Amphibs USS Iwo Jima, USS New York Not Needed for Hurricane Nate Response

October 11, 2017 1:57 PM
Amphibious warships USS Iwo Jima (LHD-7) and USS New York (LPD-21). US Navy Photos

Thanks to a fast-moving Hurricane Nate and minimal damage compared to recent storms, the Navy’s preparations to offer North Gulf Coast disaster relief were never needed.

On Friday, amphibious assault ship USS Iwo Jima (LHD-7), amphibious transport dock ship USS New York (LPD-21), and elements from the 26th Marine Expeditionary Unit, were ordered to move into the Gulf of Mexico ahead of Tropical Storm Nate, which was then expected to make landfall somewhere along the coast between Louisiana and Alabama.

The idea was for the Navy to be in position to quickly respond to requests for disaster relief after the storm made landfall. Commander, U.S. Fleet Forces, Adm. Phil Davidson, ordered the ships to move on Friday, shortly after the National Hurricane Center issued a hurricane watch and storm surge warning for the northern gulf coast, according to a Navy statement released Friday.

Nate made landfall in Louisiana at the mouth of the Mississippi River, and again in Alabama early Sunday as a category 1 hurricane. Flooding and power outages to about 100,000 customers were reported as the storm moved inland, according to the National Weather Service. But the Weather Service also reported Nate quickly weakened as it moved towards the Carolinas Sunday and Monday.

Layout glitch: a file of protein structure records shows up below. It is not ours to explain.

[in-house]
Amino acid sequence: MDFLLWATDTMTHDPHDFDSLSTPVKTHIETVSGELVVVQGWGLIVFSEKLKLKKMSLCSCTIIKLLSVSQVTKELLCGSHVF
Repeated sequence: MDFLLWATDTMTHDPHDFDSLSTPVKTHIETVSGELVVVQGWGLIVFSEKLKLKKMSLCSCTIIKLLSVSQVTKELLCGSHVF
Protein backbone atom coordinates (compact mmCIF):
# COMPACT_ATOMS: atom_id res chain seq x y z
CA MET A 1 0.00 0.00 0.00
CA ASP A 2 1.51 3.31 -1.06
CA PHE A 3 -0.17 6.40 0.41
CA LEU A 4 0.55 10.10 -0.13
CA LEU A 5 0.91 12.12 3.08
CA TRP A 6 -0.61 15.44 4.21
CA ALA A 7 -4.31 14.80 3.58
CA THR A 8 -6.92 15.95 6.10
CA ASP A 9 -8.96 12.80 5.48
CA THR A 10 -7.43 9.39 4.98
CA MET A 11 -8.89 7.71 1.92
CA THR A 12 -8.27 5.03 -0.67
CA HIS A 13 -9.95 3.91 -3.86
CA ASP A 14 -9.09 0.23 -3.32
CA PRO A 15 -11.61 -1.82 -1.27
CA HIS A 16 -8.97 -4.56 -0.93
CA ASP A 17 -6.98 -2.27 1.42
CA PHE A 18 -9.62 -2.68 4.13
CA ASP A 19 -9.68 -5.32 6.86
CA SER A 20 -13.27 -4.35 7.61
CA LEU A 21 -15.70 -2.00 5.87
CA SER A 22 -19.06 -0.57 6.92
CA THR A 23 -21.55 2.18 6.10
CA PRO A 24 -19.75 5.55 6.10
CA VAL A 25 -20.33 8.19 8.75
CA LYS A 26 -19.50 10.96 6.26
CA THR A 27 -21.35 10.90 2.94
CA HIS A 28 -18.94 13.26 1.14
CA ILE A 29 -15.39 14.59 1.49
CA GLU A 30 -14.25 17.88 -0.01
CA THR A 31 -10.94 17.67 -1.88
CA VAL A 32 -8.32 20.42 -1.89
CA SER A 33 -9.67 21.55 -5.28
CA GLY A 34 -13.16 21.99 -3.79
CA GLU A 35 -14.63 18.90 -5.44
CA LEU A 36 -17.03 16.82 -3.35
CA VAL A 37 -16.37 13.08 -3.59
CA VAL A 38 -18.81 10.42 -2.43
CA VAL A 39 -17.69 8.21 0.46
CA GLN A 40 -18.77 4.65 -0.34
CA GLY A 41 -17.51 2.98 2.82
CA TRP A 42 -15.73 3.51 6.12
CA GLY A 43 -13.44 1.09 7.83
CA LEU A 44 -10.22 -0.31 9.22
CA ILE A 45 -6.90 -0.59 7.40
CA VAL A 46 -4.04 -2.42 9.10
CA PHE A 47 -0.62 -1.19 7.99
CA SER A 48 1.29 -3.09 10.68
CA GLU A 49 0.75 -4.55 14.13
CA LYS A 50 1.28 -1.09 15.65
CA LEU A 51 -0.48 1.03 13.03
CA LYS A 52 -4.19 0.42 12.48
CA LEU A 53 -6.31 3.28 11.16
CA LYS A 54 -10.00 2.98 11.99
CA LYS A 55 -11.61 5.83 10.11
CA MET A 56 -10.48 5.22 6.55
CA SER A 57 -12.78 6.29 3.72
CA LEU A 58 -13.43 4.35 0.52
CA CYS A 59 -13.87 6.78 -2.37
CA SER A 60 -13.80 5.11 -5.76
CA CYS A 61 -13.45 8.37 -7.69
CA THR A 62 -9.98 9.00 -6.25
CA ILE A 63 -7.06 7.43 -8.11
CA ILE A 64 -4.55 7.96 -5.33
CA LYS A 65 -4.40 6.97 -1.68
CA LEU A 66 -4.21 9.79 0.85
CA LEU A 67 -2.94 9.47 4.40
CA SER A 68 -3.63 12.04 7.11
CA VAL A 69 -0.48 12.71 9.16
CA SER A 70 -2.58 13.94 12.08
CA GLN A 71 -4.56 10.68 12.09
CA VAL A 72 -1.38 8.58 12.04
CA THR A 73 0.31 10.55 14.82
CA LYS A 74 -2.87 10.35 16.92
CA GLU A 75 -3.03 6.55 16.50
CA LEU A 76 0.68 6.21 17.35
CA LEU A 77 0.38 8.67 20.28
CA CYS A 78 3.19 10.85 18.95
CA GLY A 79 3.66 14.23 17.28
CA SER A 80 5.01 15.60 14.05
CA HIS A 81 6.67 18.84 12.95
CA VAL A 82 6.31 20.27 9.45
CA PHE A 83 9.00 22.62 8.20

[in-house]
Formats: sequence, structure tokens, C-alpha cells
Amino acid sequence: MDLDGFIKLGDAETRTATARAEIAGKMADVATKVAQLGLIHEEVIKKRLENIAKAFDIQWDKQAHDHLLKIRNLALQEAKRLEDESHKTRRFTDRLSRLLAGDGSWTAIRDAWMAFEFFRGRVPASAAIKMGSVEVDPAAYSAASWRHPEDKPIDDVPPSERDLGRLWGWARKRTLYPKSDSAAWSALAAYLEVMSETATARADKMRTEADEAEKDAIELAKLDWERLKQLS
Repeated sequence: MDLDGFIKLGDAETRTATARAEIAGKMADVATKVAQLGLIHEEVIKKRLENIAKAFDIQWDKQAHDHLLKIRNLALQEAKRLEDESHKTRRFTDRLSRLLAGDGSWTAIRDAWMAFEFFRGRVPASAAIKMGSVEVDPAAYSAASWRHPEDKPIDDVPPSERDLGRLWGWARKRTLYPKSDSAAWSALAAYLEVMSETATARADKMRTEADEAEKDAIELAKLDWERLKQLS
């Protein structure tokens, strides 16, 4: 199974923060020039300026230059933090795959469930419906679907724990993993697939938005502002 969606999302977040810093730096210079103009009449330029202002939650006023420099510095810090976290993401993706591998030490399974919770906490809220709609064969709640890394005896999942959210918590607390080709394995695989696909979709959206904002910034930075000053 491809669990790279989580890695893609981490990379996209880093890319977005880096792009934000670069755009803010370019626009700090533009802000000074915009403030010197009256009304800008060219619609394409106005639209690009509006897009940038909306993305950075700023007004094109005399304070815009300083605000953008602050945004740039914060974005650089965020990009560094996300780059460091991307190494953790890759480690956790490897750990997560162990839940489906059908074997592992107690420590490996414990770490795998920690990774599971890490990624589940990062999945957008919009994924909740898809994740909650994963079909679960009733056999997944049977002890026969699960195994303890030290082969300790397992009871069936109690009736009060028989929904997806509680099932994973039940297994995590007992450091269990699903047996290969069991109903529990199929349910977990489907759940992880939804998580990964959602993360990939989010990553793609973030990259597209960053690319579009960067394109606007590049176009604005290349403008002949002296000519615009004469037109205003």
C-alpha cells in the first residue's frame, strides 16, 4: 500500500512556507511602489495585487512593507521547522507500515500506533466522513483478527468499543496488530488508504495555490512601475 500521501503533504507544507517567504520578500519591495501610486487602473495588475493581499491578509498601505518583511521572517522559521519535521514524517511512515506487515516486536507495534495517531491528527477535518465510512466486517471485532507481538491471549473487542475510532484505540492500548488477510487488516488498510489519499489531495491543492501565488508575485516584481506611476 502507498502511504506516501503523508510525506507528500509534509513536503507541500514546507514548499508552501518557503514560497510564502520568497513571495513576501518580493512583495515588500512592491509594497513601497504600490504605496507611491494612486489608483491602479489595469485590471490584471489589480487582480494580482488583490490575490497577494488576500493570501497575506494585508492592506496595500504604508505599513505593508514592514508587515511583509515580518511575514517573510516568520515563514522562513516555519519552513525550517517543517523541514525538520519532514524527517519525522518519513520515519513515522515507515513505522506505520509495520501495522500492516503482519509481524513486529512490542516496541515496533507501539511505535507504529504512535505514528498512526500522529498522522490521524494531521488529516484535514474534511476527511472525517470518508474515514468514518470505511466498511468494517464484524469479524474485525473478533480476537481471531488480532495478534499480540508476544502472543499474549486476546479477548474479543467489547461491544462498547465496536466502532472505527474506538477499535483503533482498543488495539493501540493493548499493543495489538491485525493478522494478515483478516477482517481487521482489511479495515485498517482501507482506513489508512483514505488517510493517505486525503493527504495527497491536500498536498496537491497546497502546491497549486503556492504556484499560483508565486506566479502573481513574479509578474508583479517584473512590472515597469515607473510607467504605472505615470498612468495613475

Sunday, Navy officials determined civilian disaster relief authorities were not likely to request assistance from the Navy. New York, which left its homeport of Mayport, Fla., on Saturday, was ordered to return, according to a Navy spokesperson. Iwo Jima was in the process of having some minor repairs made before steaming to the Gulf, never left Mayport and was ordered to remain.

Both ships are now in Mayport, said a Navy spokesperson. In early September, Iwo Jima and New York were positioned near the Florida Keys, providing disaster assistance in the wake of Hurricane Irma. Sailors and Marines cleared debris from roadways, distributed food and water, and other supplies to the area, according to the Navy.

Ben Werner

Ben Werner

Ben Werner is a staff writer for USNI News. He has worked as a freelance writer in Busan, South Korea, and as a staff writer covering education and publicly traded companies for The Virginian-Pilot in Norfolk, Va., The State newspaper in Columbia, S.C., Savannah Morning News in Savannah, Ga., and Baltimore Business Journal. He earned a bachelor’s degree from the University of Maryland and a master’s degree from New York University.

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